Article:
Furthermore, I am not a cryptographer. The Vigenere cipher is hardly state-of-the-art encryption, having been documented as early as 1553. Imagine what composers and music theorists could discover about new determinate pitch organization outcomes if partnered with actual cryptanalysts, working with the most state-of-the-art algorithms available in the field.
(Which raises an interesting aside, by the way: calling all mathematicians and cryptanalysts interested in music, please email me: <firstname.lastname@example.org> I am simply dying to codesign additional algorithms to explore new cryptographic methods of generating harmonic progressions.)
And finally, who can say what applications the interface of music and cryptography may have beyond music theory and composition? I have no way of saying, but the possibilities are surely substantial.
To conclude: the basic foundations of serial encryption are laid out in the second of my two white papers: “Techniques for Algorithmic Composition, part II.” There are some very interesting ideas in the first paper as well, but part II represents the core of my life’s work as a theorist and an algorithmic composer.
I am in the midst of writing a new paper on the subject showing my revision and automation of the procedure using an elaborate Excel spreadsheet (special thanks to my uncle Tom Jones for the suggestion to make use of Excel). For prospective universities who may be interested in employing me in any capacity, I would be glad to discuss releasing new writings and composition work in this field under your imprint.
The links to both papers are as follows:
I owe my very good friend Tiffany Plunkett and my father Dennis Shere for their very well-reasoned and compelling arguments to release these papers (and my father in particular for his endless patience, having made this argument to me with tireless persistence for over a decade to date).
I owe the community of Music Center of the Northwest (https://www.musiccenternw.org/) more than I can say for their endless support of, and enthusiasm for, my jazz theory classes. I owe executive director Chas Arnold, assistant director Kendal Keyes, Michael Alstad, and Kevin Fox for their friendship and administrative partnership.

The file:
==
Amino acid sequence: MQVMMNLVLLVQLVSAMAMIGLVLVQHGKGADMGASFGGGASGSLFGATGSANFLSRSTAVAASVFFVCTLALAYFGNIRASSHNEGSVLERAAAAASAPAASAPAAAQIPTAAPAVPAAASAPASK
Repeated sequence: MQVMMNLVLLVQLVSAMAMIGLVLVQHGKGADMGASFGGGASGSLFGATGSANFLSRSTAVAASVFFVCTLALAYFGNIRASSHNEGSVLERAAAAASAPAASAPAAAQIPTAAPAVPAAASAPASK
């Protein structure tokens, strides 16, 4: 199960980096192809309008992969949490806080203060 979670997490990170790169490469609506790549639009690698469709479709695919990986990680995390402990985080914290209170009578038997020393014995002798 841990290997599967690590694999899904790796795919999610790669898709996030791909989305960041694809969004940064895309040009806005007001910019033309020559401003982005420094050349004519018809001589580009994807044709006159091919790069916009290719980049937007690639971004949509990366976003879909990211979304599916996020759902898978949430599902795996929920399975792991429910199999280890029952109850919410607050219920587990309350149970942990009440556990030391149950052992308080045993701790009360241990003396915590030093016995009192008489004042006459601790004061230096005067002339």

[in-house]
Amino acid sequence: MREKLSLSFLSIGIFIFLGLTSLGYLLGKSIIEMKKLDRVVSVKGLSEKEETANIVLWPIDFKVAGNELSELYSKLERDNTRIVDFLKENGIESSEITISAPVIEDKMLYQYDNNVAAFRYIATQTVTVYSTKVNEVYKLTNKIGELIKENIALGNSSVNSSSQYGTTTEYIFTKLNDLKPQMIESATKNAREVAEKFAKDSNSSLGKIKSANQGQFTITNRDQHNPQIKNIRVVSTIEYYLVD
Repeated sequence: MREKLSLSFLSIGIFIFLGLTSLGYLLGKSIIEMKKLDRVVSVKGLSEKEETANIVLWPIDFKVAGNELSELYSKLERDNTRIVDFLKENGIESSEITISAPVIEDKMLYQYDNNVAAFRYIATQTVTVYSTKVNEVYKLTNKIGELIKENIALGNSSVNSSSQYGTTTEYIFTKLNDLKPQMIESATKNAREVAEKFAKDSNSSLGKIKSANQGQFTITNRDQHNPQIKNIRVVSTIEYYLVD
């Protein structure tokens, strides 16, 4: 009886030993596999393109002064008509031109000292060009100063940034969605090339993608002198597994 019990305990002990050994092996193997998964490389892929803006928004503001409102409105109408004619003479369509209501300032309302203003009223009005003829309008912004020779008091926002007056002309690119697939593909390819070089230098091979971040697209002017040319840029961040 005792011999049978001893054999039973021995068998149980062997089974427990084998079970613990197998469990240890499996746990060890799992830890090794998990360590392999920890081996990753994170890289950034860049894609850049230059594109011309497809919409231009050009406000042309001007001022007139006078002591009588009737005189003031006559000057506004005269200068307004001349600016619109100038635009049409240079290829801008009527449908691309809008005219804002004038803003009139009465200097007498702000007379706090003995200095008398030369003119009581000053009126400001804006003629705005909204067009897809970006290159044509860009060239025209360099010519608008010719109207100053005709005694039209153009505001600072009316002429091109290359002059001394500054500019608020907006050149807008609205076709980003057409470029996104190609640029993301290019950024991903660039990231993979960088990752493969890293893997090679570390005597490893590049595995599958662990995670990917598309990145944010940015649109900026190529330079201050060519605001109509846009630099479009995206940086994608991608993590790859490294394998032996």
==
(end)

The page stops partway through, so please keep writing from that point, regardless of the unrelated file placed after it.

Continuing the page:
And finally, I owe my graduate school mentors Jeremy Haladyna and Curtis Roads an endless debt of gratitude for showing me how to approach precompositional algorithms with scientific rigor.
Thanks for reading!
-David Matthew Shere, Ph.D.
Dec. 31, 2018
Two of my all-time favorite songs are “Sunny Came Home” by Shawn Colvin, and “Feels Like Rain” by John Hiatt. Had an opportunity sitting in my studio after a lesson to video both. Here they are! Enjoy.
I should really start updating this blog on a semi-regular basis. Anyhow here’s my latest YouTube video. Enjoy!
Just uploaded a whole bunch of new acoustic covers to YouTube, here’s a link to the playlist. Enjoy! 🙂
Here’s another video I threw together recently noodling through blues chord progressions. Cheers!
Hi all! Sorry it’s been so long since my last blog update. I will try get on some sort of schedule and post more consistently in the future.
Here’s a video I threw together this past weekend for a buddy on Guitarwar.com. Hope you find it helpful!
Last night I had the privilege of playing with my recently formed jazz group, Z Trio, at a benefit concert for a wonderful local organization, a cat shelter named Purrfect Pals. They’re a fantastic group of people; the kitties they’re rescuing are just heartbreaking and adorable, and Purrfect Pals is really worth supporting. Here’s their website:
And here’s a playlist of some of our music from the event:
David Shere, guitar
Greg Domingo, bass
Charles McNary, percussion
If you’re looking for a good jazz guitar trio to complete your event, Z Trio would love to play for you! You can contact me at email@example.com if you’re interested.
Cheers as always,